Model for Health
|Roughly two million low-income children and their parents, primarily in working families, do not have health coverage in California. Most working parents do not qualify for Medi-Cal (California's Medicaid Program). Many uninsured children, although eligible for either Medi-Cal or the Healthy Families Program, are not enrolled in those programs (and therefore lack health coverage), in part due to complex eligibility requirements. Lack of coverage reduces access to preventive care, can result in poorer health outcomes, and strains California's "safety net" institutions that provide health care to the uninsured.|
Recent federal changes provide the state with new options to expand health coverage for low-income families, and a number of proposals to expand family coverage currently are pending in the Legislature. In order to assist the Legislature in evaluating these proposals, we have developed a "Family Coverage Model" as a benchmark of comparison. Our model includes the following features:
Covers Working Families. The model combines and restructures features of Medi-Cal and Healthy Families to provide simplified coverage to families with incomes up to 250 percent of the poverty level resulting in an additional 0.9 million to 1.4 million persons obtaining health coverage.
Features to Hold Down State Costs. The model maximizes federal
funding. Its expanded coverage also achieves significant administrative
savings by simplifying eligibility. We estimate that net state costs would
range from $188 million to
Works with Job-Based Health Coverage. The model includes sliding-scale premiums and other features to minimize "crowd-out"the replacement of private coverage with public coverage. It also includes an innovative "buy-in" approach that lets uninsured low-income families participate in employer coverage at a reasonable cost, while using the employer contribution to reduce state costs.
Promotes Competition and Choice. The model incorporates competitive rates and offers families a selection of health plans.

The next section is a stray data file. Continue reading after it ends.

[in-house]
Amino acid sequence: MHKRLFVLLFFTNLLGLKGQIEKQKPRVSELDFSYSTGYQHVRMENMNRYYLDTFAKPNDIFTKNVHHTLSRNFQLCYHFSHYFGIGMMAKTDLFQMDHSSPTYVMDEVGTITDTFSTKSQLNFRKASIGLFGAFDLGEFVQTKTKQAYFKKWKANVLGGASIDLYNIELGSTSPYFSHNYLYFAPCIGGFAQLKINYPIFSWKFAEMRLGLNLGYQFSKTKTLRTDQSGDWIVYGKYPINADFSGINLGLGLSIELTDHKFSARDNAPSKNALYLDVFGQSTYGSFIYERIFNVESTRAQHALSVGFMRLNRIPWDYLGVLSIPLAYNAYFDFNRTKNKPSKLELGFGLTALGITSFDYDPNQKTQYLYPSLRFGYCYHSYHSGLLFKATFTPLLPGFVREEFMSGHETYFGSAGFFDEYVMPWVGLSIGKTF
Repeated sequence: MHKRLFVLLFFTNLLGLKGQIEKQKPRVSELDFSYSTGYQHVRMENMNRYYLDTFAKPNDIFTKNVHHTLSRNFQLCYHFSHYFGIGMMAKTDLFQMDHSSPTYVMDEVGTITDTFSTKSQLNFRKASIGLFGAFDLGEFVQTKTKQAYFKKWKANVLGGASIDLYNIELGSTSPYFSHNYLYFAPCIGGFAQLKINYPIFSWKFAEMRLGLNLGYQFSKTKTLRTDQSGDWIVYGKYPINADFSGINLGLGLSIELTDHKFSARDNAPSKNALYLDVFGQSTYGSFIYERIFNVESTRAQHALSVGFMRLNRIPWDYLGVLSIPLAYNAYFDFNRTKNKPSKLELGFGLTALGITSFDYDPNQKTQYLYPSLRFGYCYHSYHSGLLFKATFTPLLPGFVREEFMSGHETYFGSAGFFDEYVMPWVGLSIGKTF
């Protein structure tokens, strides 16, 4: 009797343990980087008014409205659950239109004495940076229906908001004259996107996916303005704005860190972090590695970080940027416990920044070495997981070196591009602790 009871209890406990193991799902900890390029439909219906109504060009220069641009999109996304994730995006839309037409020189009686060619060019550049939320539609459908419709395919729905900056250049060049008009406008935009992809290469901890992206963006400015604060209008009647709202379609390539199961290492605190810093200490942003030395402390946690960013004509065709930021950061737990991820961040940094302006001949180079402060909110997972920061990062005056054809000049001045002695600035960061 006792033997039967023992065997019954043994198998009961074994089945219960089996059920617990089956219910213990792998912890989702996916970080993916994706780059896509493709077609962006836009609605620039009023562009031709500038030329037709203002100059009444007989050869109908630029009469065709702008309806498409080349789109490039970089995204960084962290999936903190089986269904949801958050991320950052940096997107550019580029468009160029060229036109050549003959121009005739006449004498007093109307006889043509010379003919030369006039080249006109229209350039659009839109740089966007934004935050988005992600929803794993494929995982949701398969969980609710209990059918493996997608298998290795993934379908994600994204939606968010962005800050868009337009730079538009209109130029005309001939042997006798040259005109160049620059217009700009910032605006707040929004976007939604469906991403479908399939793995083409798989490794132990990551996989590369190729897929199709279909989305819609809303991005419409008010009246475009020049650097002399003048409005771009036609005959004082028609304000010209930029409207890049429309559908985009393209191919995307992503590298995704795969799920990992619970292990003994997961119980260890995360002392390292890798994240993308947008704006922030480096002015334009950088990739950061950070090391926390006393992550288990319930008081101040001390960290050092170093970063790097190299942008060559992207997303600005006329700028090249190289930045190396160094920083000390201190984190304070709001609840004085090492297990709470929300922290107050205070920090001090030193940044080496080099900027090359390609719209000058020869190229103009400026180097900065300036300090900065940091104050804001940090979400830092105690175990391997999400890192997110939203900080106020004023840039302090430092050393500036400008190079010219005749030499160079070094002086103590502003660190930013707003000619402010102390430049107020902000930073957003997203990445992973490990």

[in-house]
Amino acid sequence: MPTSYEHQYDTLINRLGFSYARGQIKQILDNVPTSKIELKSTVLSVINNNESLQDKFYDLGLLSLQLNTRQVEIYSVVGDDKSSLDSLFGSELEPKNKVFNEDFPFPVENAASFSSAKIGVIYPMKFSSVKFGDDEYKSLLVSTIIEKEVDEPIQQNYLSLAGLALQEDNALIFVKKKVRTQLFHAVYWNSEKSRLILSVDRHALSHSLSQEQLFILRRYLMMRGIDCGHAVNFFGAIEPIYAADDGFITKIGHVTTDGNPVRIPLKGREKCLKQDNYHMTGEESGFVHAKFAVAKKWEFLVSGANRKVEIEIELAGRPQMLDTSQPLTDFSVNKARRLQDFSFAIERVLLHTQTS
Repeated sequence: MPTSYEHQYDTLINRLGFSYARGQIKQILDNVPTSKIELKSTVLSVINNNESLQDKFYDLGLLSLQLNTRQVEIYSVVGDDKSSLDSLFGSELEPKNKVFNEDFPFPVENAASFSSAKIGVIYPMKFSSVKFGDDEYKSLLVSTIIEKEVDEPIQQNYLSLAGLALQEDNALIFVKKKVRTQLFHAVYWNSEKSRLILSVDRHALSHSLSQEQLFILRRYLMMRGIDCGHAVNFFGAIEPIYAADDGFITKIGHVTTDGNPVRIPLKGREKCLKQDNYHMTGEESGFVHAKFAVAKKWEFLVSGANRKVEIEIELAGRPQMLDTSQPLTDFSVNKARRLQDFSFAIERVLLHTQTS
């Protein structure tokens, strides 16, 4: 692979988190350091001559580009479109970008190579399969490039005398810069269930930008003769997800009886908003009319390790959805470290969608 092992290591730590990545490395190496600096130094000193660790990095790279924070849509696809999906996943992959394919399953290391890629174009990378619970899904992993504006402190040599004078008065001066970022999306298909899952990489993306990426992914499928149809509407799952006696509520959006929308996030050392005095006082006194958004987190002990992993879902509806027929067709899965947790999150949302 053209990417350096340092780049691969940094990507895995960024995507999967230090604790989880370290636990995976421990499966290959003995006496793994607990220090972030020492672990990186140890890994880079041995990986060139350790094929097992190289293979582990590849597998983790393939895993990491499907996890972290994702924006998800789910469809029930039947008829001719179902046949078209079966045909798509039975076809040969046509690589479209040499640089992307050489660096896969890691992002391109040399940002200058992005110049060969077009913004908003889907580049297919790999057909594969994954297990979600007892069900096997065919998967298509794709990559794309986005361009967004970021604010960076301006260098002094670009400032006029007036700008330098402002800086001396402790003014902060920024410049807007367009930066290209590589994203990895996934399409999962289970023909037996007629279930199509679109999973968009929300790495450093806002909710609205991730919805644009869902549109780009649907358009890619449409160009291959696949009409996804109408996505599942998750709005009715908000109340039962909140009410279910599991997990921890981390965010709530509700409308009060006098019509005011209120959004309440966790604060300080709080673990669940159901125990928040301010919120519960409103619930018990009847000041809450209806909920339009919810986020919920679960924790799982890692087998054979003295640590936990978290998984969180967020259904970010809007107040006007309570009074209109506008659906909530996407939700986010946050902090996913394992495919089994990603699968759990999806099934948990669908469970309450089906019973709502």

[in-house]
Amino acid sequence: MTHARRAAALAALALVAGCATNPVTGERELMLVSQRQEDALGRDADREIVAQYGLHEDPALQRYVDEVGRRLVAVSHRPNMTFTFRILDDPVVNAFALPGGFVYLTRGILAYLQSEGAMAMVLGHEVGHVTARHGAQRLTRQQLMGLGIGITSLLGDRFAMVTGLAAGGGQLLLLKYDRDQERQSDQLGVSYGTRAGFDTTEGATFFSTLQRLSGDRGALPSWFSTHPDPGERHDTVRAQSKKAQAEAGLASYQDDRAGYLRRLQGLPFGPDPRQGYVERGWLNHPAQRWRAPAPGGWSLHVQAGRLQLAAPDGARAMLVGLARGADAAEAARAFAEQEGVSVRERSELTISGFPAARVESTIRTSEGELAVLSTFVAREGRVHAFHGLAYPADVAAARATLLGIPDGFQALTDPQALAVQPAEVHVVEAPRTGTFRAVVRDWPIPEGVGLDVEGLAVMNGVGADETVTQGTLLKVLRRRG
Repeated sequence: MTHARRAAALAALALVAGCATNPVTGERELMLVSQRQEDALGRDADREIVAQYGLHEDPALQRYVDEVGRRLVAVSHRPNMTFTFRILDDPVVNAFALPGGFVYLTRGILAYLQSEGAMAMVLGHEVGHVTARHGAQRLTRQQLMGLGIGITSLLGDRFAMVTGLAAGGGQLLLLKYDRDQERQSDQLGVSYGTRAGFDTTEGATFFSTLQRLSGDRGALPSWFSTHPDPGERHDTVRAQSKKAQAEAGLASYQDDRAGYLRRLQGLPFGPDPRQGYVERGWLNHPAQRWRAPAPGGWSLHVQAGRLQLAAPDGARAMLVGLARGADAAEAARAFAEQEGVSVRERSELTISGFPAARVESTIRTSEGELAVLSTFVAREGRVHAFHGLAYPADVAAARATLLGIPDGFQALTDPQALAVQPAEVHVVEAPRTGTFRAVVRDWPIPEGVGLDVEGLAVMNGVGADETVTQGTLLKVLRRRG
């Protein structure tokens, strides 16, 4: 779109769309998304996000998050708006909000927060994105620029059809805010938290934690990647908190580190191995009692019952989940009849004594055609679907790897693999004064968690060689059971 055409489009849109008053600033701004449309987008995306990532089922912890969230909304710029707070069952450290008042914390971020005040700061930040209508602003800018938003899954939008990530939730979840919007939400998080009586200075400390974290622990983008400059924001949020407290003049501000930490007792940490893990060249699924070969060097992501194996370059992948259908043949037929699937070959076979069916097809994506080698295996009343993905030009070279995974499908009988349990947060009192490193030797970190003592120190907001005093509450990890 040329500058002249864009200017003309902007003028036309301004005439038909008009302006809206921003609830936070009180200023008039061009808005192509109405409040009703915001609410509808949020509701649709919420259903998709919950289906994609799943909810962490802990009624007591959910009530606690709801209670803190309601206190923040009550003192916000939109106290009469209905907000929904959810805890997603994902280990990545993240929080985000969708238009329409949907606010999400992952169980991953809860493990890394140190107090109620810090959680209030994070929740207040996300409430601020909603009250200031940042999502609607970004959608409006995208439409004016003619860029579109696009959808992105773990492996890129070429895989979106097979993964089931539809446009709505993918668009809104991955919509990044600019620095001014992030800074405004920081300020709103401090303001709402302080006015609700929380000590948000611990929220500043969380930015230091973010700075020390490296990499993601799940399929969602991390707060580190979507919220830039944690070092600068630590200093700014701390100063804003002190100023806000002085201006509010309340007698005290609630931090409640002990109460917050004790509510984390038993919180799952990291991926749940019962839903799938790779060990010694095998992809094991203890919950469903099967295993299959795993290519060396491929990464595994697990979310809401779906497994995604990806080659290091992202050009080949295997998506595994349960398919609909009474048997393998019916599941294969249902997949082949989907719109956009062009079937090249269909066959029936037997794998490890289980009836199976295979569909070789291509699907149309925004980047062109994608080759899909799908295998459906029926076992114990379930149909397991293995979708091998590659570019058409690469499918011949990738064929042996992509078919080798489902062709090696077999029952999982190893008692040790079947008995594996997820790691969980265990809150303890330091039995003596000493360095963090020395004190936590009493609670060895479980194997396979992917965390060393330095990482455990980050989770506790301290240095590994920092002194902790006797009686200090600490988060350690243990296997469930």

California currently provides publicly funded health care coverage to low-income children and parents primarily through two programsMedi-Cal and Healthy Families. These programs currently cover about 3.6 million low-income children and parents, two-thirds of whom are in families on welfare and automatically receive Medi-Cal coverage.
Nevertheless, roughly two million low-income children and parents, primarily in working families, do not have health coverage for a variety of reasons. Most working parentsparticularly in two-parent familiesdo not qualify for Medi-Cal and Healthy Families only covers children. Many children, although eligible for either Medi-Cal or Healthy Families, are not enrolled in those programs (and therefore do not have health coverage), in part, due to complex and confusing eligibility requirements and procedures. Furthermore, the complexity of the current eligibility requirements produces seemingly arbitrary resultssimilarly situated families are treated differently (some are eligible for coverage while others are not), depending on their particular work histories, marital status and history, and subtle differences in vehicle ownership.
The existing system also results in episodic coverage, with people not enrolling until they have significant health problems. Waiting until a health problem becomes acute often results in less effective treatment and higher costs. In addition, the episodic nature of the coverage, along with the general complexity of the system, results in high administrative costs.
Health coverage in
the United States is more fragmented than in other developed nations. Most people
obtain coverage from their employer or from the two major federally funded health
programs, Medicare and Medicaid, but some coverage also is purchased individually.
The extent and cost of coverage varies widely, however, and a significant number